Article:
For pot stock investors, the first half of 2018 stank.
It was choppy – to say the least – thanks in no small part to meddling from U.S. Attorney General Jeff Sessions.
But I kept telling you to keep the faith – that a number of catalysts were lining up that would once again send legal marijuana stocks into the stratosphere.
I was right – and those of you who listened can feel a bit smug.
While other investors are scrambling to get back into legal cannabis, you're watching your holdings grow… and grow.
We can date cannabis' latest surge to Aug. 15. That was the day Constellation Brands Inc. (NYSE: STZ), the beverage giant behind Corona beer and Robert Mondavi wines, announced its plan to spend $3.8 billion to increase its stake in Canopy Growth Corp. (Nasdaq: CGC) to 38%.
In other words, a mainstream corporation had weighed the risks – and marched forward with a plan to dive into the marijuana industry… to the tune of billions of dollars.
The news sent marijuana stocks soaring.
This one stat shows it all: The bellwether North American Marijuana Index has climbed more than 175% since lows reached on Sept. 7, 2017.
And this is just the start…
In today's report, I'll tell you why that's so.
Plus, I'll reveal the latest Big Alcohol company to come sniffing around the cannabis industry.
And I'll help you find four pot stocks with triple-digit potential to buy now.
Before the next catalyst hits.
Take a look…
This Bud's for You
Anheuser-Busch InBev NV (NYSE: BUD) is the latest beverage giant to take a look at the industry.
AB InBev just appointed a "Chief Non-Alcohol Beverages Officer" to help it expand the company's nonalcoholic (including cannabis-based drinks) division, which it expects will rake in about 20% of its overall sales by 2025.
This doesn't mean you're going to be sipping a cannabis-infused Budweiser anytime soon. At least not in the United States, not while marijuana is illegal at the federal level.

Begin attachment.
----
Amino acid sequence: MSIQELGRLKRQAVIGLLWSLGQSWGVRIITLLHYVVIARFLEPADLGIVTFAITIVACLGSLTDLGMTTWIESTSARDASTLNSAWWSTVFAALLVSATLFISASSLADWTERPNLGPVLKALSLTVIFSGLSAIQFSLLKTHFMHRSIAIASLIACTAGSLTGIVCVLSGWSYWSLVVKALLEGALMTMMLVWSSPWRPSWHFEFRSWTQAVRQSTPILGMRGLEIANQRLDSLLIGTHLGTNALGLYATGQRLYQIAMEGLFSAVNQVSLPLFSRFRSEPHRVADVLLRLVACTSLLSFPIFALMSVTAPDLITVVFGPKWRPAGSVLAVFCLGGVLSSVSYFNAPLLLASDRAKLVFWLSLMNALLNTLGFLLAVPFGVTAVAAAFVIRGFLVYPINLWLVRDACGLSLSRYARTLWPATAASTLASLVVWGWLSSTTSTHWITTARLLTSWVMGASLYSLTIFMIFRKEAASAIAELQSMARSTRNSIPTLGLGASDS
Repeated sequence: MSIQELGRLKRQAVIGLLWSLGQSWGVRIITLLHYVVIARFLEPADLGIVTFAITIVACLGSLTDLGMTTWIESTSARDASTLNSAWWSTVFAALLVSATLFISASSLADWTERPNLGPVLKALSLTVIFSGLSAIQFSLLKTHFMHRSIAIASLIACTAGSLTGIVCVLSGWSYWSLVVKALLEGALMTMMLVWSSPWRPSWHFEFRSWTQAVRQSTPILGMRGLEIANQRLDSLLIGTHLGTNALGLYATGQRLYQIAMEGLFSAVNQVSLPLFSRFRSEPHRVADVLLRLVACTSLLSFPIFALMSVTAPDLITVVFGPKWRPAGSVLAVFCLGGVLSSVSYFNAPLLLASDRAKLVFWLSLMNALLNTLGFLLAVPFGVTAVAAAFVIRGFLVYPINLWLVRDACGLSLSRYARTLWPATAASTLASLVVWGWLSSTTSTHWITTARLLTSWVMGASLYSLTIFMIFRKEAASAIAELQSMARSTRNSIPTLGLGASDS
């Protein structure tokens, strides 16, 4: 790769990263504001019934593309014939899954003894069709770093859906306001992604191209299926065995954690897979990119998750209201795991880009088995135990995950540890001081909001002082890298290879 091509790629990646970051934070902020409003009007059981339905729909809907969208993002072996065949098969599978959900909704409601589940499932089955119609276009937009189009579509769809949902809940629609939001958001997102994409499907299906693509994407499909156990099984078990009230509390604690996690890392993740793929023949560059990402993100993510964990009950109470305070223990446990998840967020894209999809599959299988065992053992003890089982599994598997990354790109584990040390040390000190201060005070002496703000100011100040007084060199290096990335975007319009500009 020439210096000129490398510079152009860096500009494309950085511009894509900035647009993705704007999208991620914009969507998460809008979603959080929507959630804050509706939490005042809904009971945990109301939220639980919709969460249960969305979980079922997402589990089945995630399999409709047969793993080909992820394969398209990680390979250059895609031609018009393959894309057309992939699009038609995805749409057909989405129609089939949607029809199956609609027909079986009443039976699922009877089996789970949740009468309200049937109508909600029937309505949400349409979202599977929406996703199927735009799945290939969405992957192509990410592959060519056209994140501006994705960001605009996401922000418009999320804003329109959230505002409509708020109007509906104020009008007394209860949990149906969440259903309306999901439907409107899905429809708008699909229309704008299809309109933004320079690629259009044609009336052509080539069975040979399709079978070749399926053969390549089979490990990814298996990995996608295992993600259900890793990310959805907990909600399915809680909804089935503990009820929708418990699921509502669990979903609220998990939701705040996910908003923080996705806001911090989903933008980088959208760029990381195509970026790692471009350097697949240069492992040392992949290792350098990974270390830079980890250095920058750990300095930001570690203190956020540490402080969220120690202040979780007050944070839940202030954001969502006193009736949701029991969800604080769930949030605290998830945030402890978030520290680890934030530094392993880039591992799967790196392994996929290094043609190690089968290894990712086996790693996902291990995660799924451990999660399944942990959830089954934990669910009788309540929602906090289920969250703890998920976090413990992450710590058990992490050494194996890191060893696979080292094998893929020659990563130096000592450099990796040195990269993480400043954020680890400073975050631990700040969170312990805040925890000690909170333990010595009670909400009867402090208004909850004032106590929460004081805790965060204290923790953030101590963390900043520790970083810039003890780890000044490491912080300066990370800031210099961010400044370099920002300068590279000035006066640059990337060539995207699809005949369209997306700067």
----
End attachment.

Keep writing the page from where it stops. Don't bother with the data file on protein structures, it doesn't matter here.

But it does mean this $150.39 billion company is looking more closely at how they may profit from legal weed. Once marijuana is legalized (or at least further decriminalized) on the national level, weed-infused beverages could rake in U.S. sales of $15 billion a year, Fortune estimates.
We've been talking here about the profit potential behind cannabis for about two years now – and profiting hugely – so this news comes as no surprise to us.
Shares in one Canadian firm in our Nova-X Marijuana Millions model portfolio have climbed 41.6% since Aug. 15. Another Canadian company's shares have climbed nearly 67% since June 21 when I entered it in our Radical Technology Profits cannabis portfolio.
In other words, mainstream investors are starting to see what we've known for a while – and what AB InBev and Constellation are acting on.
And they're far from the only beverage behemoths looking to boost profits by diving into the legal cannabis industry.
About the Author
Michael A. Robinson is Defense and Tech Specialist for Money Map Press. He is a 36-year Silicon Valley veteran and one of the top technology financial analysts working today. That's because, as a consultant, senior adviser, and board member for Silicon Valley venture capital firms, Michael enjoys privileged access to pioneering CEOs, scientists, and high-profile players. And he brings this entire world of Silicon Valley "insiders" right to you...
- He was one of five people involved in early meetings for the $160 billion "cloud" computing phenomenon.
- He was there as Lee Iacocca and Roger Smith, the CEOs of Chrysler and GM, led the robotics revolution that saved the U.S. automotive industry.
- As cyber-security was becoming a focus of national security, Michael was with Dave DeWalt, the CEO of McAfee, right before Intel acquired his company for $7.8 billion.
This all means the entire world is constantly seeking Michael's insight.
In addition to being a regular guest and panelist on CNBC and Fox Business, he is also a Pulitzer Prize-nominated writer and reporter. His first book Overdrawn: The Bailout of American Savings warned people about the coming financial collapse - years before the word "bailout" became a household word.
Silicon Valley defense publications vie for his analysis. He's worked for Defense Media Network and Signal Magazine, as well as The New York Times, American Enterprise, and The Wall Street Journal.
Michael is 100% independent and receives absolutely no compensation from companies he writes about. His ideas are completely his own.
So, it probably goes without saying that you won't ever be left in the dark about breaking innovations, ahead-of-their-time technologies, and breakout companies on the cusp of changing the world once you join this world.